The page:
Cork’s smart city dashboard

As we progress further into the 21st century, Cork continues to modernise and adapt in the current age of innovation. With that progress has come an exponential increase in data creation, leading to the emergence of ‘city dashboards’. Cork is the latest city to avail of the platform.

As a city grows, so too does its generation of large volumes of often complex data. Collecting and monitoring this massive portion of data presents an enormous challenge to not only public-sector officials, but also the citizens and businesses of Ireland who are reliant on up-to-date information and time-series indicator data. Now, researchers from the National Centre for Geocomputation in Maynooth University have developed a platform which collates a range of data sources into one user-friendly platform.

The recently-developed Cork Dashboard provides users with real-time information, time-series indicator data and interactive maps surrounding streams of data concerning all aspects of Cork city and county. Pulling data together collates together several sources of data, enabling users to gain detailed and updated information about the city – enabling policy creators and decision makers to provide accessible, evidence-informed analysis.

The initiative promotes the release of data, previously managed by governmental departments and agencies into the public domain. The easy-access of local authority data portals has led to the improved availability of administrative and real-time data – which has, in turn, encouraged the creation of city dashboards across the world. Using a range of static and real-time interactive data visualisations, including graphs, photos, videos, gauges and 3D models, smart city dashboards can effectively communicate how efficiently a city is operating.

The intuitive platform, free to use, offers a simple method of organising complex city datasets, including a series of administrative data sets that can measure, monitor and evaluate key urban indicators such as house prices, weather, air quality, public transport and unemployment. By collating and organising data sources in this way, developers have provided users in Ireland with the tools to provide intra/inter-city comparisons for the first time.

Researchers at Maynooth University suggest that such dashboards should be regarded as a key element of any modernised, ‘smart’ city. For complex decisions to be made surrounding public policy and infrastructural investment, decision makers must have access to live, up-to-date intelligence about their urban environment that is extracted from interlinked and complex city datasets.

The launch of the Cork Dashboard comes three years after the successful launch of the Dublin Dashboard, which was developed in 2014 by Researchers from the Programmable City project in Maynooth University, working in conjunction with Dublin City Council. The Cork Dashboard, developed by the Building Society Dashboards and the All Island Research Observatory at Maynooth University in collaboration with Cork Smart Gateway, similarly to the Dublin model, offers users a range of important functions.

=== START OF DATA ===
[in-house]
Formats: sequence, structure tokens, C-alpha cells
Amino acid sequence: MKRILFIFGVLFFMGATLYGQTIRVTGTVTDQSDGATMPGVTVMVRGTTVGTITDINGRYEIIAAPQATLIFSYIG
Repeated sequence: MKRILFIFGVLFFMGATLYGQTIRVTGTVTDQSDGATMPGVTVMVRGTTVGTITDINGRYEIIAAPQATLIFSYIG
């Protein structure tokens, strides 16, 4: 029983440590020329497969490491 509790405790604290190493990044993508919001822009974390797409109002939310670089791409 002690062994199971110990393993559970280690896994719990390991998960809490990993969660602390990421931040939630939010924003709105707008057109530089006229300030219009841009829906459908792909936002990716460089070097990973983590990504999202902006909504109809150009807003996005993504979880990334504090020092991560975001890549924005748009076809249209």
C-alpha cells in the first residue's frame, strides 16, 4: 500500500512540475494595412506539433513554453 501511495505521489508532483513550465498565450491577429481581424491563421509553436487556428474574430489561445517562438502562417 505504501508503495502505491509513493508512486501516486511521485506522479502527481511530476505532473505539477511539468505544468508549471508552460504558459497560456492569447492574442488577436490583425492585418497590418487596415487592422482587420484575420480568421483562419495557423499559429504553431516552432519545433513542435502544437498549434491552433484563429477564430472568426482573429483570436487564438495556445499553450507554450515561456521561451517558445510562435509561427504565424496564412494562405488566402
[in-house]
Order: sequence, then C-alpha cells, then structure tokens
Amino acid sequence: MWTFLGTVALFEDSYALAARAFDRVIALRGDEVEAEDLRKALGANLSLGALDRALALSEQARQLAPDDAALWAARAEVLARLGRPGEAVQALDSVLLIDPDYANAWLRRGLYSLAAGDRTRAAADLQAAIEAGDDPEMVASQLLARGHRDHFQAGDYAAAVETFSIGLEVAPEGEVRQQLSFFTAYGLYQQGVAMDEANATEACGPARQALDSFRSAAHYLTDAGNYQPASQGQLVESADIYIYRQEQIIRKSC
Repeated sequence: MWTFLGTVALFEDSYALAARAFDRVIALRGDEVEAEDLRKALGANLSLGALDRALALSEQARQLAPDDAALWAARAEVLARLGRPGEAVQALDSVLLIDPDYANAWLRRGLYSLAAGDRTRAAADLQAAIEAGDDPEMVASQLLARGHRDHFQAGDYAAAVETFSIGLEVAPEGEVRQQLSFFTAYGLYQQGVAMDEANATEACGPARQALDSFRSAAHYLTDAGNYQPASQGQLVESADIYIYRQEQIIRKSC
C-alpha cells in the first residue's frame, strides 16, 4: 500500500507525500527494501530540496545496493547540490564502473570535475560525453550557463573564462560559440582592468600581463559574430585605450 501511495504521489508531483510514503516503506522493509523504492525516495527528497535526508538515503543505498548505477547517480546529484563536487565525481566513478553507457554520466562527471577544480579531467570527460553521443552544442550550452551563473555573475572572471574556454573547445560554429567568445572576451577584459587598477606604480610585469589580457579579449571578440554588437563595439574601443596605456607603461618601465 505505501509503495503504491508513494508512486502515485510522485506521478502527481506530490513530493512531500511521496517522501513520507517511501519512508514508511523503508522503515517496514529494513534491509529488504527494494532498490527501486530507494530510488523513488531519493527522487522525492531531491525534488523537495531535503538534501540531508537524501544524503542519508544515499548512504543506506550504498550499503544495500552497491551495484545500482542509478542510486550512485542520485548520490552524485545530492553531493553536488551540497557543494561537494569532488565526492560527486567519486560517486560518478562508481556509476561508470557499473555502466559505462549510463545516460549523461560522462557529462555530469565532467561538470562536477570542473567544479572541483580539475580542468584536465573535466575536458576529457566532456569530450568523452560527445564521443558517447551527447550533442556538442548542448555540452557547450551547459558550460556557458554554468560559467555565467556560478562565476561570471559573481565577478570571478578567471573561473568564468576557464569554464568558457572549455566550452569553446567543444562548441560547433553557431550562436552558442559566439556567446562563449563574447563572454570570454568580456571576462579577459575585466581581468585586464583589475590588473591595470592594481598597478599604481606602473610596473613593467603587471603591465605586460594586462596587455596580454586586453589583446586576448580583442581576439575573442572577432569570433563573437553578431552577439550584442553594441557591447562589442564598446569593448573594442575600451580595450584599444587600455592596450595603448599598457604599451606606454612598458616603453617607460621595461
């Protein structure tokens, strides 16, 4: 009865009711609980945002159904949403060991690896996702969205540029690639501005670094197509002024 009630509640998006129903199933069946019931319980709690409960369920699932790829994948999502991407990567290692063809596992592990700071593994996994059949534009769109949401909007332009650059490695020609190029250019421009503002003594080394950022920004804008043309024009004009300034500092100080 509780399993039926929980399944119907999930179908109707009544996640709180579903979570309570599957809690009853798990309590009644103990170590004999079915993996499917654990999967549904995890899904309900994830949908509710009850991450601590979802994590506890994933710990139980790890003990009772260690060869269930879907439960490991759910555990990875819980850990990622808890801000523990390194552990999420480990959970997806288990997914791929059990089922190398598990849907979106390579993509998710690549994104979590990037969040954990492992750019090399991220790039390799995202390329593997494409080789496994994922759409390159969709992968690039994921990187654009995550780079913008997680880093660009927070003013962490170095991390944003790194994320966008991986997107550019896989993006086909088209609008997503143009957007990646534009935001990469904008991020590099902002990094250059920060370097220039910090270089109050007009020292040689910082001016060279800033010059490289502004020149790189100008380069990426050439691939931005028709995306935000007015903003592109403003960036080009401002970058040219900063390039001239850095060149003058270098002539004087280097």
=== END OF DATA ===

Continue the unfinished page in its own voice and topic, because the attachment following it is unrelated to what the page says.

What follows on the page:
Of particular value are the real-time maps included as part of the Cork Dashboard. An environmental module provides users with live information on metrics such as water level and air quality – a feature which is achieved by the developer’s pulling together of data from sources such as the Environmental Protection Agency (EPA), the Office of Public Works (OPW) and Transport Infrastructure Ireland. Similarly, real-time traffic and travel information, including the availability of car parking and city bikes is available via the Cork Dashboards’ intuitive, real-time traffic and travel map.

Central to the Cork Dashboard is its ability to articulate data trends across the city and county. Using a range of social and economic indicators, including population and demographic information, industry and employment data, housing indicators, environmental indicators, health and education indicators and crime and emergency services indicators, developers have provided users with a means of exploring and interpreting vast, complicated streams of data collated over a period of years. The representation of such indicators, combined with reports on public sector spending, living costs and planning sites across the city equip policy makers with the tools to make information and evidence-based decisions.

Integrated into the Cork Dashboard is a function whereby citizens can submit reports to local authorities, with platforms such as Cork City Now Community Messaging Service, Cork City Council Online Citizen Consultation Portal, Fix Your Street and Broken Street Lights united and displayed on one site.

The recently-established Building City Dashboards (BCD) project determines how to build more extensive and comprehensive city dashboards, developing new tools that can provide decision support frameworks that can be used by academics, public officials and citizens alike in an unprecedented way.

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